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  4.  » Retailer CVS sued by New Jersey woman

Retailer CVS sued by New Jersey woman

On Behalf of | Apr 24, 2013 | Commercial Litigation |

For many New Jersey businesses making sure their customers stay happy is a major priority. Without their customers, businesses obviously will have a difficult time making money and staying open in this competitive economy. However, there are times when businesses and customers have disputes. Like corporate disputes, disputes with customers can easily lead to business litigation.

This has been the situation for national retailer and pharmacy CVS. Earlier this month, the retailer was sued by a New Jersey woman. The Asian-American woman claims to have ordered photographs through the store. However, she noticed shortly after picking her photos up that the store had listed her name as “Ching Chong” which she took as a racial slur. The woman says that she knows she had put the right name down when ordering the pictures, since the e-mail the company sent to alert her that the pictures were ready for pickup used the right name. Therefore, the woman concluded that an employee changed the name in store.

The woman says that seeing this slur caused her to remember times when she faced discrimination as a child and made her fearful that her children would face similar discrimination. The woman brought her suit in federal court in Camden. She is seeking emotional and mental damages of $1 million.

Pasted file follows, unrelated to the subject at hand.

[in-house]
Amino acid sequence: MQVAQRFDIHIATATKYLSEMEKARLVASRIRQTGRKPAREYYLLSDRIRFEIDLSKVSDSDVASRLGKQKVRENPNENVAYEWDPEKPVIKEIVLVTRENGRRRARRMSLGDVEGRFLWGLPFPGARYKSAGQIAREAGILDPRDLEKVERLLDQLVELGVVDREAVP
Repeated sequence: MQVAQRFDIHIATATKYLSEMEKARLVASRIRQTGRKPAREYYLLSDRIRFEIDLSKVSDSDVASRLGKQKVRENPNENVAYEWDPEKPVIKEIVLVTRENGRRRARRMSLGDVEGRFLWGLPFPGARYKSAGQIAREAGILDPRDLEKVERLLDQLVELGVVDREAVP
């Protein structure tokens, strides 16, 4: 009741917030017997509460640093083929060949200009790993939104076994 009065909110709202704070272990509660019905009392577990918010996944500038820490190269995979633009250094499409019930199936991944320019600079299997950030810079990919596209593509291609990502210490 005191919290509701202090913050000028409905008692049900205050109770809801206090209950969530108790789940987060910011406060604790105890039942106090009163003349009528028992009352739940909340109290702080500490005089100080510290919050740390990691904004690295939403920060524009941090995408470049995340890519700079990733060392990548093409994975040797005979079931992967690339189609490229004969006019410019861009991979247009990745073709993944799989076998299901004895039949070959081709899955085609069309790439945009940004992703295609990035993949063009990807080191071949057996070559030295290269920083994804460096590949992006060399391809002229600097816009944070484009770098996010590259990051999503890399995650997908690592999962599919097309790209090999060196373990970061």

CVS has not commented specifically about this litigation; however, it maintains that it has a strong non-discrimination policy.

When a business faces commercial litigation because of a dispute with a customer, the business may want to consider alternative forms of dispute resolution. The court system can be time consuming and expensive for businesses. Furthermore, generally all court hearings are open to the public which could cause public relations issues for a business. Settlement, on the other hand, often offers a private, quick and cheaper way to reach an agreement with a disgruntled customer.

Source: The Boston Globe, “NJ woman ‘horrified’ over phrase mocking Asians,” Rema Rahman, April 18, 2013